Agricultural exports, instead of declining, soared. Russia had been one of the world’s great grain exporters before World War I. But with its access to world markets through the Black Sea cut off by Turkey, Russian exports slowed to a trickle, and it was mostly American grain exports that replaced them. With millions of young men called up for military service in other countries, agricultural production declined in all of them, spurring still more American exports. Between December 1913 and April 1914, the United States had exported 18 million bushels of wheat. In the same period a year later, it exported 98 million.


Horses, needed to haul guns and wagons and slaughtered at the front bv the tens of thousands, were purchased at top-dollar prices by the Allied armies and exported by the shipload. So many horses were shipped overseas that many American farmers switched over to tractors, and draft animals began to disappear from American farms, a fact that would have great consequences in ensuing decades.

But it was American industry that benefited most from the Great War. Stocks had plunged in late July 1914, as war seemed imminent. General Motors had fallen from 587/8 to 39, nearly 34 percent, on the last day of trading before the Exchange closed. Bethlehem Steel, the nation’s second-largest steel company, fell 14 percent. But by the following spring it was clear that, however disastrous the war might be for Europe, it would be a bonanza for U.S. manufacturers.

The biggest contract in Bethlehem’s history had been for $10 million. But in November 1914, the company signed a contract with the British Royal Navy to supply it with a total of $135 million in armor plate, gun barrels, and ships. DuPont, a good-sized powder company before the war, would provide the Allies with no less than 40 percent of their munitions during the conflict. Its annual military business rose by a factor of 276; its total business, by a factor of 26. It would emerge from the war an industrial giant.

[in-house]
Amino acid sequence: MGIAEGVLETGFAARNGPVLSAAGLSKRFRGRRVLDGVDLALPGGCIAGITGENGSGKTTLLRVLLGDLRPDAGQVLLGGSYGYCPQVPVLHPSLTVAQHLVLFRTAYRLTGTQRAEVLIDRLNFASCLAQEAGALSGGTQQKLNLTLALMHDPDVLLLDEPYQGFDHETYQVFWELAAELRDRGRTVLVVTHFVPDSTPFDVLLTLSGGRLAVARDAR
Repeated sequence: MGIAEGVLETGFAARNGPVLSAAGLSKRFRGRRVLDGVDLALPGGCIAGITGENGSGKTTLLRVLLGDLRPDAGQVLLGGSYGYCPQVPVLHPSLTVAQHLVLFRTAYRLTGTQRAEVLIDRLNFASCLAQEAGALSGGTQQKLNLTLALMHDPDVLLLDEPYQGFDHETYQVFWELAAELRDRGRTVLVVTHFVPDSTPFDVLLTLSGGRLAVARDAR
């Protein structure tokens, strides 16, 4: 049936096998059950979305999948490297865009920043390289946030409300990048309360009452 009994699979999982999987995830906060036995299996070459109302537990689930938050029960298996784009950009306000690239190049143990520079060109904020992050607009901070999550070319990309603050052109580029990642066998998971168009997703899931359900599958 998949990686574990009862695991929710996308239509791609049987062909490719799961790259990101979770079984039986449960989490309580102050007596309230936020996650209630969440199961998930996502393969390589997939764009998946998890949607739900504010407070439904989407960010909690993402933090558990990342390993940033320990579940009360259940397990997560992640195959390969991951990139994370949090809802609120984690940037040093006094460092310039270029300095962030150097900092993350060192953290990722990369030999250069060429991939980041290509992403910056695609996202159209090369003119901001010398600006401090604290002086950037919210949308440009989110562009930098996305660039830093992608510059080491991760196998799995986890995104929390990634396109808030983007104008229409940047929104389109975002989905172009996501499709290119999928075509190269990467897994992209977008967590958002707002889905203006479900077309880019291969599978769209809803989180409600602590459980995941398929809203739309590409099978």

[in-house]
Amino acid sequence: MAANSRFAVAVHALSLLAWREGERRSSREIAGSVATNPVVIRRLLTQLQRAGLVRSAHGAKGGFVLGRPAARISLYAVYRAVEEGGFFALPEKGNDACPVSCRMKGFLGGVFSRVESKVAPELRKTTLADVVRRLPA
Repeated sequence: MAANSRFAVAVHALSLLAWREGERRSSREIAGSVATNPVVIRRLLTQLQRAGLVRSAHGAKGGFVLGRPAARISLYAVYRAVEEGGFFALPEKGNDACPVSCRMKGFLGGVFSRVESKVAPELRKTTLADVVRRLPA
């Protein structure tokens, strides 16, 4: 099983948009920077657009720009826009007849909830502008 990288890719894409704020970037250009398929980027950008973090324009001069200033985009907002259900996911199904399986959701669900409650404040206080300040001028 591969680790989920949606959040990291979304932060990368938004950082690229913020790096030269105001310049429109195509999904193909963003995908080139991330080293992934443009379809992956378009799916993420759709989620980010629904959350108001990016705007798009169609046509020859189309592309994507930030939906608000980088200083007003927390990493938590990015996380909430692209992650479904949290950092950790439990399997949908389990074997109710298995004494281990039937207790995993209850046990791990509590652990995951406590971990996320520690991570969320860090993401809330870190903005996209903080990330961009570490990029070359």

The result on Wall Street, once the market reopened, was the greatest boom in the Street’s history as measured by the Dow Jones Industrial Average. General Motors rose from its warpanicked 39 to end 1915 at 500. Bethlehem surged from 46 1/8 to 459½.

The United States, whose economic interests had become more and more linked to Britain and France as it made massive loans to the Allies, entered the war in 1917. Although it suffered relatively few casualties compared with the carnage endured by European combatants, the war caused the national debt, which had been hovering around $1 billion since 1890, to rise to $25 billion by 1919. Taxes, especially incomes taxes, were raised sharply. The percentage of the United States GDP that flowed through the federal government increased equally and would never return to pre-war levels.

Even so, in November 1918, when the Central Powers asked for an armistice, the United States was, in a very real sense, the only victor. The economies of Germany, Austria, and Russia were devastated by the war and by subsequent revolution. Even the other nominal victors, Britain, France, and Italy, had been exhausted and nearly bankrupted. But the United States economy had flourished as never before. New York had replaced London as the financial capital of the world, and the dollar had become the most important currency.

The American Century had begun.